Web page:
Christmas is cranking up – TV smothered in festive cheer and adverts for really expensive toys. Black Friday and Cyber Monday are behind us – I spent nothing on either day proving that as a capitalist consumer I am a total failure YEAY! My other half and I buy each other a nice big book and then we sit and read it for the rest of the festive season thereby avoiding even eye contact and the risk of resultant jollity. Secret squirrel is the invention of a malevolent entity and should be ejected from this galaxy through the nearest wormhole; the damn squirrel as well as its inventor. As practiced by the sadists in our office it requires you to guess publicly who has bought you the cheap bit of crap that you hate.
So we have a frenzy of spending conspicuous consumption by those who have and misery and guilt for those who do not. Children stoked up to want incredibly expensive toys, adults to want designer clothes, perfume and booze and adverts showing happy families and friends round tables groaning with sumptuous feasts. Dickens Pickwick Papers, Christmas at Dingley Dell what a wonderful world to be sure.
This is the background to Woeful Wednesday otherwise known as the Chancellor’s Autumn Statement. I almost didn’t blog about it because really you can’t have every other word being an expletive, it may relieve your feelings but it doesn’t present a coherent argument nor is it good prose. The government has continued its relentless pursuit of austerity as a cure for our economic and other woes in the face of all the evidence that cutting does not produce growth or prosperity but in fact perpetuates a downward spiral in which the poorest and most vulnerable citizens suffer disproportionate hardship. So one has to ask what philosophy underlines the idea that further drastic spending cuts will stimulate economic growth and prosperity.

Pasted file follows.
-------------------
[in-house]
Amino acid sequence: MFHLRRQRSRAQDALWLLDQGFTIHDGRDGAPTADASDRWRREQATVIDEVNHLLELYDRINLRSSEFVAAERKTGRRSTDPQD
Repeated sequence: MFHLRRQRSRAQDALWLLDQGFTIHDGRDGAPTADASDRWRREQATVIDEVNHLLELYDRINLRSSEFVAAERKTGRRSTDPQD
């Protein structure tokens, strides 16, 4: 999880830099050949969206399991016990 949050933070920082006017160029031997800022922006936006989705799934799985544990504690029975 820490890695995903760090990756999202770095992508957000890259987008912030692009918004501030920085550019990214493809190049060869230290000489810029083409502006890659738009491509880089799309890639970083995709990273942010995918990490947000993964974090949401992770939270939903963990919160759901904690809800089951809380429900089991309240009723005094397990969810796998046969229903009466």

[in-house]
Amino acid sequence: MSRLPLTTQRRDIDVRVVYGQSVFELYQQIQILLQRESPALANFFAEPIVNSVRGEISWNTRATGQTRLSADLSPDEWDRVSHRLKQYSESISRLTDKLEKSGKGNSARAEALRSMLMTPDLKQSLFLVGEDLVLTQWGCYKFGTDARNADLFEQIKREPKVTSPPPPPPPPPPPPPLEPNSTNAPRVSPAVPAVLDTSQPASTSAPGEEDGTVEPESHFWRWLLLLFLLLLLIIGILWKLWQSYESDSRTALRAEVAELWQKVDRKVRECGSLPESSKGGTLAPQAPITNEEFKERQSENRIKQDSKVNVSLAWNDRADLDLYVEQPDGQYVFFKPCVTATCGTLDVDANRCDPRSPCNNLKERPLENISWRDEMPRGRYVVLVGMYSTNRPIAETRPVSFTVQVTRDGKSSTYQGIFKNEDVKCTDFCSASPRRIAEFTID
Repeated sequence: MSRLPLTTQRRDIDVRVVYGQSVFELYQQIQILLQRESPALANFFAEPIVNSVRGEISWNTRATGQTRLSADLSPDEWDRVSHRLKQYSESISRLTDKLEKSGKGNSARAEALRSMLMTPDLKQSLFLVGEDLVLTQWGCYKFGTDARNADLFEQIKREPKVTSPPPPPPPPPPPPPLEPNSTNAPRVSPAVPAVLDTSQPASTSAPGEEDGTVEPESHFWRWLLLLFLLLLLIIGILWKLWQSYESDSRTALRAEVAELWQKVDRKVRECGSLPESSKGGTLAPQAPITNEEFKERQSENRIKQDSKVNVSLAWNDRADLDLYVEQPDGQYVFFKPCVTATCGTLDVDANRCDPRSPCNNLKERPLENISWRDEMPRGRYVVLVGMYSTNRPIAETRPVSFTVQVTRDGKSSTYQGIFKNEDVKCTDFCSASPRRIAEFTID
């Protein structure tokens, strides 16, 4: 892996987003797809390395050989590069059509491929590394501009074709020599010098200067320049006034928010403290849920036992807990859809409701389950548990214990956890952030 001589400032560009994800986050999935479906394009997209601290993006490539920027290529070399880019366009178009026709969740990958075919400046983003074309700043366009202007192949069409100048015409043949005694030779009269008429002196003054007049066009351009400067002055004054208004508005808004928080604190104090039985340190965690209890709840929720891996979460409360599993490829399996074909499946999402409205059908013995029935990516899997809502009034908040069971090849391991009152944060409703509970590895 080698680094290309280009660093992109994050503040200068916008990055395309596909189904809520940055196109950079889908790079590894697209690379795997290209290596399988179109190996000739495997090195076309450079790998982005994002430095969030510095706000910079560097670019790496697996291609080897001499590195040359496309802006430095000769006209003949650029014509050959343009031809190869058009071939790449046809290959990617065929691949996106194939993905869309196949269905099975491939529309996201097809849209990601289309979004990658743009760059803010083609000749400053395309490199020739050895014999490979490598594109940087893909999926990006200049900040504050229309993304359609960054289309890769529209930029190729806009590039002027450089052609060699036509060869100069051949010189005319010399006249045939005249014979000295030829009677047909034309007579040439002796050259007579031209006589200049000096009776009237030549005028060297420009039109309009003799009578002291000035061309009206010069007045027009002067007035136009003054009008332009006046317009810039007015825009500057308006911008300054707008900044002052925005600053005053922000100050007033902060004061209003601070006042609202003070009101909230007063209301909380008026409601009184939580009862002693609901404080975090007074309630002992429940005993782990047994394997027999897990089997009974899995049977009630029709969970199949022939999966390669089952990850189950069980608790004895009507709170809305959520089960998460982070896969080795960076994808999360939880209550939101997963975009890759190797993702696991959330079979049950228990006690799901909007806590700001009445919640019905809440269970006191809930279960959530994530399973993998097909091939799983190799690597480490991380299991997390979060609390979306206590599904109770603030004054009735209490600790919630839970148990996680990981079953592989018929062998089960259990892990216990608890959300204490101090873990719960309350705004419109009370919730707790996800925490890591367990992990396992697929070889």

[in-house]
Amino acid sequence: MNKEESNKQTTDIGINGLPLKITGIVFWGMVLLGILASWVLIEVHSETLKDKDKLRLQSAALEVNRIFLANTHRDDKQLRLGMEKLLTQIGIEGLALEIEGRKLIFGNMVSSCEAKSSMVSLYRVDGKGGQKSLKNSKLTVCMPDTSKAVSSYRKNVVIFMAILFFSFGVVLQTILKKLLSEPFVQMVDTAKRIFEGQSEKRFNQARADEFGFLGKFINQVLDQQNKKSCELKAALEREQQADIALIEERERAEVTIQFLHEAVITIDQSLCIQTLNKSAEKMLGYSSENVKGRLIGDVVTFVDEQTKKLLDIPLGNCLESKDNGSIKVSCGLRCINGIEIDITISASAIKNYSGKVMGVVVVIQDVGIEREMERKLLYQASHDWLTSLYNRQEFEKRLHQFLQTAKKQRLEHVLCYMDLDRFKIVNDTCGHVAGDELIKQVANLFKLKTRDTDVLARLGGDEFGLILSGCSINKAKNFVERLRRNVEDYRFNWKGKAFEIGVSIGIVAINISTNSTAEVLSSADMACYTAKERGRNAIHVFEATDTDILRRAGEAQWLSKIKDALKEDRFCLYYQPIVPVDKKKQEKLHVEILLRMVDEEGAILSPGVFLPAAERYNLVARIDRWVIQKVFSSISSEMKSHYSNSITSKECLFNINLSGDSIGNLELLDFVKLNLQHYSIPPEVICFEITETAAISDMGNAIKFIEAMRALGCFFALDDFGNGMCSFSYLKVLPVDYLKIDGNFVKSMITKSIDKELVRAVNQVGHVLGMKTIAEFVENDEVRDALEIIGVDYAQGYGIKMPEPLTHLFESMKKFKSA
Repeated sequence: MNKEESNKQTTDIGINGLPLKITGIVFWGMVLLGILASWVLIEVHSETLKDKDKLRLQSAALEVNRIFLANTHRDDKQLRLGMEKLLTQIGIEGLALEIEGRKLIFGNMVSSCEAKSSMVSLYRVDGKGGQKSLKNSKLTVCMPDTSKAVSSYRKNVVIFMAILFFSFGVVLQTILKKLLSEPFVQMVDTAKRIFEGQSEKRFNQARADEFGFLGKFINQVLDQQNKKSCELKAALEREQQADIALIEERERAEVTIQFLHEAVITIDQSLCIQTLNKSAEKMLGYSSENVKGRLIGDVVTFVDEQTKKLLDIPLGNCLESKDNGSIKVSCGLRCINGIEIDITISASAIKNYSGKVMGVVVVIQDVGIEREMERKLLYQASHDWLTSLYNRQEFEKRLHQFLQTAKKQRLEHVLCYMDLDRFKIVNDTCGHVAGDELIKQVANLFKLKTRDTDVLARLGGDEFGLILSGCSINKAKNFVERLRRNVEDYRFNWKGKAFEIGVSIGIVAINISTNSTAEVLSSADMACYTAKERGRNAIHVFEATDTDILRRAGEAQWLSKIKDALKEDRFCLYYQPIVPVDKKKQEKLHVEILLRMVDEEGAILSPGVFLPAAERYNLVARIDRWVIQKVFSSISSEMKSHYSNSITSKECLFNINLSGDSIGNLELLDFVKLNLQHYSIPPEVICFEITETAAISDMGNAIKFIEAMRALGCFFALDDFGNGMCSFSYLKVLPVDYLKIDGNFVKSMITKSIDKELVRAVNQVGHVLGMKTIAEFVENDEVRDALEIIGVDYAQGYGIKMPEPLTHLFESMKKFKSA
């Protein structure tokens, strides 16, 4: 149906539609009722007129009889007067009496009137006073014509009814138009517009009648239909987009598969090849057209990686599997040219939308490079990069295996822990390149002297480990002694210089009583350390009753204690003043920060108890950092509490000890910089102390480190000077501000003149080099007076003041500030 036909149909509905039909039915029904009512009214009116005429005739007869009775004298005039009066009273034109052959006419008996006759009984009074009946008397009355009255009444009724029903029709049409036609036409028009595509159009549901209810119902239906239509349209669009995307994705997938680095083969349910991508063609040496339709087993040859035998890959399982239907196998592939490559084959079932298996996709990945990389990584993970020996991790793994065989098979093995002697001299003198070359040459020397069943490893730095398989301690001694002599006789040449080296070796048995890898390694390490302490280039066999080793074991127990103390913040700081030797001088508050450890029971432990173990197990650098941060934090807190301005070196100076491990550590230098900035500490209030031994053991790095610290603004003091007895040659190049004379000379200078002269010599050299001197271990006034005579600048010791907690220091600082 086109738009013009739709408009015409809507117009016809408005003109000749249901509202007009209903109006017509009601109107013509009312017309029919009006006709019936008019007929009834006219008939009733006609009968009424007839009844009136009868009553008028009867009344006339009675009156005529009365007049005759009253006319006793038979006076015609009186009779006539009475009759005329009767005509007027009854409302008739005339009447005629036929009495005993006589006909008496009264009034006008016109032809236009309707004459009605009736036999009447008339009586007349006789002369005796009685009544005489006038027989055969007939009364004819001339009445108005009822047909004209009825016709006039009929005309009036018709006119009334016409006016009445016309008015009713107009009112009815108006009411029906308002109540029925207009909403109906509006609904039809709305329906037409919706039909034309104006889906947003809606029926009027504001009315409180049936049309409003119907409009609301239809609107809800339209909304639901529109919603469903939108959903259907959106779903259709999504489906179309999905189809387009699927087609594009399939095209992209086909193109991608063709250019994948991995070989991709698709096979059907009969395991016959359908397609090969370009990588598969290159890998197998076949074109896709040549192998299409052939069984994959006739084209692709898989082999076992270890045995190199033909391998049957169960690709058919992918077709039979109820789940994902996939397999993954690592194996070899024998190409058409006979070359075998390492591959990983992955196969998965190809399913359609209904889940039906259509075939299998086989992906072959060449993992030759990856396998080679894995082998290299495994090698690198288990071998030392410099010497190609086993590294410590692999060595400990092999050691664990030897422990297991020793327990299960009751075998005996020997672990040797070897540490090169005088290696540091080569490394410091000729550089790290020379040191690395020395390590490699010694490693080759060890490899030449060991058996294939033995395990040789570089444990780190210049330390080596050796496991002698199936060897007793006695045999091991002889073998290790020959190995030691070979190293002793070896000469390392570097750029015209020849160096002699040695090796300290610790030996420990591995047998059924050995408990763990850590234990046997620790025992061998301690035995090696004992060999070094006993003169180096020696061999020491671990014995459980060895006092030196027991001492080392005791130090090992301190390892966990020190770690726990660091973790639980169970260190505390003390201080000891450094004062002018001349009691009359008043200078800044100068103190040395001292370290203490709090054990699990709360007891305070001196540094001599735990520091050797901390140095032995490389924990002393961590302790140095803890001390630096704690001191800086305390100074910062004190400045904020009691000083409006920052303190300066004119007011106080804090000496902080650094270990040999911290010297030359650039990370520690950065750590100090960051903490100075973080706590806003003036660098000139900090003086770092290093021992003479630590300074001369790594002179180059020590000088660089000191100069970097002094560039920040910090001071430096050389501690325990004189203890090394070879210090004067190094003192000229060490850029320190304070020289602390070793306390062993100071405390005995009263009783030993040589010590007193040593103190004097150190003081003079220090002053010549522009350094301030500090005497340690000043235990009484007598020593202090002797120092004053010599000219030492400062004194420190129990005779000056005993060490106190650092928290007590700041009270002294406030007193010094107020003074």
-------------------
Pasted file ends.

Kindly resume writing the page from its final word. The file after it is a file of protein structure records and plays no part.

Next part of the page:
Are we really to be driven by a set of values where poverty not just relative but absolute poverty for a significant number of citizens is the norm? Where there is an ever widening gap between the lowest and highest in terms of wealth? Again all the indicators show that these are counter-productive in terms of national prosperity. We hear nothing now of the ‘Big Society’ or any other pious platitudes about all being in this together. For many this will be a truly Dickensian Christmas of the worst sort. Food banks, zero hours contracts where you are employed but with no guarantee of any pay in any one week are increasingly the shocking reality of 21st Century Britain. The institute for Fiscal Studies which is neither left wing nor alarmist has warned the Chancellor’s deficit reduction plans mean cuts on a “colossal scale” The public sector spending cuts over the next five years set out in the autumn statement might force a “fundamental re-imagining of the state”, the IFS said. We are looking at up to 40% reductions in some areas including defence, the police, social security and most spending that protects the vulnerable. It is the environment, foreign relations, housing and day to day flood defences. It is business regulation and health and safety (including things like food). It is the basic infrastructure on which our society is built. And it is going to disappear, very fast. We are going to see local authorities who cannot meet their statutory obligations to the vulnerable, who cannot grit roads or keep open libraries. The planned cuts are likely to lead to a million public sector workers losing their jobs. A report into food banks was published by a consortium of charities, including Child Poverty Action Group, Trussell Trust and Oxfam, which found that the number of people accessing three days’ worth of emergency provisions had risen from 128,000 in 2011-12 to 913,000 in 2013-14. This will continue and will get worse. The most worrying aspect of poverty in Britain today is in-work poverty, people on zero hours contracts, people who have part time work and need tax credits and other benefits to put food on the table and pay for heating. Last month the education and equalities minister, Nicky Morgan, wrote for the Guardian that the coalition government had reduced the gender pay gap to its narrowest ever level. The Joseph Rowntree Foundation report illustrated how this had happened: among the lowest-paid quarter of the population, women’s wages have reduced by 40p an hour since 2008; over the same period in the same sector, men’s wages have reduced by 70p an hour. We should be proud of this? Curiouser and curiouser as Alice famously said.